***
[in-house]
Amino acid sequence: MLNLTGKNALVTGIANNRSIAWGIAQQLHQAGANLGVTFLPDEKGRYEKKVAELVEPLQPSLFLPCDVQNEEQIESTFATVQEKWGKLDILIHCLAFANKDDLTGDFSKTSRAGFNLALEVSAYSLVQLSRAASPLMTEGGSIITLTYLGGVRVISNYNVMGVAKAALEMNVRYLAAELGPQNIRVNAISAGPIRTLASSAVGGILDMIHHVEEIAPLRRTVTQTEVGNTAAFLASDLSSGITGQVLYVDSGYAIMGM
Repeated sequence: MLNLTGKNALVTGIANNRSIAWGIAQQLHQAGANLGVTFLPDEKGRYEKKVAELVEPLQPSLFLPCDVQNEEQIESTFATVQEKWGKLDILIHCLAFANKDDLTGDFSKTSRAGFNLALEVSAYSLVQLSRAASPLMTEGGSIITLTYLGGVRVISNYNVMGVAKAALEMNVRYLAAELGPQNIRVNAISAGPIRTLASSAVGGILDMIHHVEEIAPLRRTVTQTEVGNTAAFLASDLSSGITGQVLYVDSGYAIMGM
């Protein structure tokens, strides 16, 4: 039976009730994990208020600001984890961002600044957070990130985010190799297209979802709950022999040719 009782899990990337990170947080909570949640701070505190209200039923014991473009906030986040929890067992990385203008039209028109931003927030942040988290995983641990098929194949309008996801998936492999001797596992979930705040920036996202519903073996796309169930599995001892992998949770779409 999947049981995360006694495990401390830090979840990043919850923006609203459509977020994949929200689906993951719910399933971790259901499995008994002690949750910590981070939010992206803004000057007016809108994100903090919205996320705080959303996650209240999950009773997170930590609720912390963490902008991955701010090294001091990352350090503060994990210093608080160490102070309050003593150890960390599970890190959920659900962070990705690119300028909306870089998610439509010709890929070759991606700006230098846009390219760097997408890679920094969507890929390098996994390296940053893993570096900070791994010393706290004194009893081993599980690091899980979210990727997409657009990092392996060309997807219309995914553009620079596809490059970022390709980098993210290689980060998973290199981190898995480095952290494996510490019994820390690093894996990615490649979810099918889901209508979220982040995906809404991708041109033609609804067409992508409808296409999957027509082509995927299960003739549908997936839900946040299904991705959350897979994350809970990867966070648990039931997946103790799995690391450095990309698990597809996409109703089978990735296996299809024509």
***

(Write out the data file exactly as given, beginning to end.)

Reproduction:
[in-house]
Amino acid sequence: MLNLTGKNALVTGIANNRSIAWGIAQQLHQAGANLGVTFLPDEKGRYEKKVAELVEPLQPSLFLPCDVQNEEQIESTFATVQEKWGKLDILIHCLAFANKDDLTGDFSKTSRAGFNLALEVSAYSLVQLSRAASPLMTEGGSIITLTYLGGVRVISNYNVMGVAKAALEMNVRYLAAELGPQNIRVNAISAGPIRTLASSAVGGILDMIHHVEEIAPLRRTVTQTEVGNTAAFLASDLSSGITGQVLYVDSGYAIMGM
Repeated sequence: MLNLTGKNALVTGIANNRSIAWGIAQQLHQAGANLGVTFLPDEKGRYEKKVAELVEPLQPSLFLPCDVQNEEQIESTFATVQEKWGKLDILIHCLAFANKDDLTGDFSKTSRAGFNLALEVSAYSLVQLSRAASPLMTEGGSIITLTYLGGVRVISNYNVMGVAKAALEMNVRYLAAELGPQNIRVNAISAGPIRTLASSAVGGILDMIHHVEEIAPLRRTVTQTEVGNTAAFLASDLSSGITGQVLYVDSGYAIMGM
């Protein structure tokens, strides 16, 4: 039976009730994990208020600001984890961002600044957070990130985010190799297209979802709950022999040719 009782899990990337990170947080909570949640701070505190209200039923014991473009906030986040929890067992990385203008039209028109931003927030942040988290995983641990098929194949309008996801998936492999001797596992979930705040920036996202519903073996796309169930599995001892992998949770779409 999947049981995360006694495990401390830090979840990043919850923006609203459509977020994949929200689906993951719910399933971790259901499995008994002690949750910590981070939010992206803004000057007016809108994100903090919205996320705080959303996650209240999950009773997170930590609720912390963490902008991955701010090294001091990352350090503060994990210093608080160490102070309050003593150890960390599970890190959920659900962070990705690119300028909306870089998610439509010709890929070759991606700006230098846009390219760097997408890679920094969507890929390098996994390296940053893993570096900070791994010393706290004194009893081993599980690091899980979210990727997409657009990092392996060309997807219309995914553009620079596809490059970022390709980098993210290689980060998973290199981190898995480095952290494996510490019994820390690093894996990615490649979810099918889901209508979220982040995906809404991708041109033609609804067409992508409808296409999957027509082509995927299960003739549908997936839900946040299904991705959350897979994350809970990867966070648990039931997946103790799995690391450095990309698990597809996409109703089978990735296996299809024509």